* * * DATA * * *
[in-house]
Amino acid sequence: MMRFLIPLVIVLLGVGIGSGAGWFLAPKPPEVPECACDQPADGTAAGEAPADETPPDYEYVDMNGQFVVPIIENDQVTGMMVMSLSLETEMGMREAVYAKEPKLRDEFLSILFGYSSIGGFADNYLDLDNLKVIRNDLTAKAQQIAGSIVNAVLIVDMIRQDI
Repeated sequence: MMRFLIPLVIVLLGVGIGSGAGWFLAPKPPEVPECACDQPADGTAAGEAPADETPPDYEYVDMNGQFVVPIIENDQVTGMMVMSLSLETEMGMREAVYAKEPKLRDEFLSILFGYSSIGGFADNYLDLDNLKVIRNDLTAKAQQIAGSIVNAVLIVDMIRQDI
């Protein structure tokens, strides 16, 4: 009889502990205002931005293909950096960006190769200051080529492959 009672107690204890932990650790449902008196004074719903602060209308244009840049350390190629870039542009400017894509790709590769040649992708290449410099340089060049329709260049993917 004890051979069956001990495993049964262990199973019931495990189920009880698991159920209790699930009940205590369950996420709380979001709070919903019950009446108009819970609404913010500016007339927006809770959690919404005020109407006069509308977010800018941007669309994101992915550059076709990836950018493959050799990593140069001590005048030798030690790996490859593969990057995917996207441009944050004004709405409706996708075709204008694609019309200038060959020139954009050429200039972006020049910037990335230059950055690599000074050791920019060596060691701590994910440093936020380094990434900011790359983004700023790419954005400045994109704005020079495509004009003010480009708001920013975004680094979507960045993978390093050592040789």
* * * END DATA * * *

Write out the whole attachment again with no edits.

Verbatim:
[in-house]
Amino acid sequence: MMRFLIPLVIVLLGVGIGSGAGWFLAPKPPEVPECACDQPADGTAAGEAPADETPPDYEYVDMNGQFVVPIIENDQVTGMMVMSLSLETEMGMREAVYAKEPKLRDEFLSILFGYSSIGGFADNYLDLDNLKVIRNDLTAKAQQIAGSIVNAVLIVDMIRQDI
Repeated sequence: MMRFLIPLVIVLLGVGIGSGAGWFLAPKPPEVPECACDQPADGTAAGEAPADETPPDYEYVDMNGQFVVPIIENDQVTGMMVMSLSLETEMGMREAVYAKEPKLRDEFLSILFGYSSIGGFADNYLDLDNLKVIRNDLTAKAQQIAGSIVNAVLIVDMIRQDI
């Protein structure tokens, strides 16, 4: 009889502990205002931005293909950096960006190769200051080529492959 009672107690204890932990650790449902008196004074719903602060209308244009840049350390190629870039542009400017894509790709590769040649992708290449410099340089060049329709260049993917 004890051979069956001990495993049964262990199973019931495990189920009880698991159920209790699930009940205590369950996420709380979001709070919903019950009446108009819970609404913010500016007339927006809770959690919404005020109407006069509308977010800018941007669309994101992915550059076709990836950018493959050799990593140069001590005048030798030690790996490859593969990057995917996207441009944050004004709405409706996708075709204008694609019309200038060959020139954009050429200039972006020049910037990335230059950055690599000074050791920019060596060691701590994910440093936020380094990434900011790359983004700023790419954005400045994109704005020079495509004009003010480009708001920013975004680094979507960045993978390093050592040789």